On December 22, 2017, the Tax Cuts and Jobs Act was signed into law. It has been touted as one of the most significant overhauls to the Internal Revenue Code since the Tax Reform Act of 1986. The new law reduces tax rates for corporations and individuals, while repealing many deductions taxpayers were accustomed to, in an attempt to “simplify” the filing of their tax returns. This post will focus on the changes that will impact individuals. We’ll follow it up with another that focuses on the changes for business entities at a later date.
One of the most important things to note about the changes outlined below is that many go into effect for tax years ending after January 1, 2018. As such, most of this will not apply when you file your 2017 tax return during the 2018 filing season (i.e. the ones due 4/17/18). With that said, under each section you will find a “planning” comment to aid you in preparing for how it may impact the tax return you file in early 2019.
Tax Brackets and Tax Rates
The new law retains the seven tax brackets that previously existed, however, the rates are now 10%, 12%, 22%, 24%, 32%, 35% and 37%. Shown below are how the brackets and rates are applied to each filing status:
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The new law doubled the amount of the previous standard deduction to the following amounts:
Planning Comment: If you previously itemized, you may no longer need to due to these increased amounts. Remember, the IRS lets you take the standard or itemized deduction, whichever is greater. With that being said,if your itemized deductions (discussed below) do not exceed these amounts, your tax filing just “theoretically” became more simple.
The personal exemption has been repealed and will not be available after tax year 2017.
Planning Comment: If you have a large family and moderate income, this change might hurt you. Because you will no longer receive an exemption for every member of your household listed on your return (which lowers your taxes), you could see your tax bill increase.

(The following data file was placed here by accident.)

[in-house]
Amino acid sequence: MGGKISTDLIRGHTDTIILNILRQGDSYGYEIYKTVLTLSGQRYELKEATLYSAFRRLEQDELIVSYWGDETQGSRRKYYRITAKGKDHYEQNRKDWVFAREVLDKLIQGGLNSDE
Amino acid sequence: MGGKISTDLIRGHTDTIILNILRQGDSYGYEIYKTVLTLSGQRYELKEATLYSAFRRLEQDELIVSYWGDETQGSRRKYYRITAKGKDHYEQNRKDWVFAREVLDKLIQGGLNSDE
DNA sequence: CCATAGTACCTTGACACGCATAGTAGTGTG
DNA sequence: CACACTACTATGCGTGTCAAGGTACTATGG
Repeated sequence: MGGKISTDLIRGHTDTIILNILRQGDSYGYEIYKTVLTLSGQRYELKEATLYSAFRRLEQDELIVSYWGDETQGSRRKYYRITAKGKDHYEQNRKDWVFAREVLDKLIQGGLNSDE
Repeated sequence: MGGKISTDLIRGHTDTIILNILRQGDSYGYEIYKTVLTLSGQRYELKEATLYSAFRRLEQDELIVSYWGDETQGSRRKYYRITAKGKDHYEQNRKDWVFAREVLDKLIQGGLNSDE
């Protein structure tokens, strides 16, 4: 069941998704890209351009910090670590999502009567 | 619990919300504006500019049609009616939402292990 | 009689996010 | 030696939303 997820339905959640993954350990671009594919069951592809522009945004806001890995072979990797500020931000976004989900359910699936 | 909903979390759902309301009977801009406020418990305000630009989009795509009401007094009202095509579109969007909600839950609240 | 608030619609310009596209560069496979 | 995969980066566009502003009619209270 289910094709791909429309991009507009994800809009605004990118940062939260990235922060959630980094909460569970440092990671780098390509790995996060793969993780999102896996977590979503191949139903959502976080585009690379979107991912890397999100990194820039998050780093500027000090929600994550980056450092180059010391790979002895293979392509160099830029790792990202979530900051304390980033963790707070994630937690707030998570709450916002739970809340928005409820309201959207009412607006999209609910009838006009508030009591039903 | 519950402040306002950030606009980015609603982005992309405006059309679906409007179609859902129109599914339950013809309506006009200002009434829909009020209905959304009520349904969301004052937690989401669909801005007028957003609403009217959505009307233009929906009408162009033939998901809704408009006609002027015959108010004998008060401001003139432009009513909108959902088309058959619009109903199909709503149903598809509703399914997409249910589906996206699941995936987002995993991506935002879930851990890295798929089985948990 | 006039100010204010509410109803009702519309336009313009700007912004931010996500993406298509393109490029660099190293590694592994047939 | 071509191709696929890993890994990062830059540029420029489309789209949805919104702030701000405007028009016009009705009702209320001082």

The Alternative Minimum Tax (AMT)
The phaseout thresholds have been increased to $1,000,000 for those filing as married filing joint, and $500,000 for all other taxpayers (other than estates and trusts). These amounts are indexed for inflation.
With the exception of the items outlined below, all other itemized deductions are repealed. The overall limitation on itemized deductions for upper income individuals is also repealed.
- Medical Expenses: For 2017 through 2018, expenses exceeding 7.5% of income are deductible. This percentage increases to 10% in 2019.
- State and Local Taxes (SALT): Taxpayers can claim up to a $10,000 deduction for a combination of state and local income tax, sales tax, or real estate taxes. Foreign real property taxes are no longer deductible.
- Mortgage Interest: The deduction for mortgage interest is capped at $750,000 of debt, but is still allowed on a first or second home. The interest on home equity loans will no longer be deductible. Interest on up to $1 million of acquisition debt for loans entered into prior to December 15, 2017 is grandfathered and still deductible.
- Charitable Contributions: Taxpayers who are able to itemize deductions can still include charitable contributions. The current limitation to 50% of income is increased to 60%.
- Casualty Losses: Deductions for unexpected losses to personal property are no longer deductible unless covered by specific federal disaster declaration.
- Wagering Losses: The meaning of losses from wagering transactions (i.e. gambling) is clarified to include other expenses incurred by the individual in connection with the conduct of that individual’s gambling activity (e.g. travel expenses to or from a casino).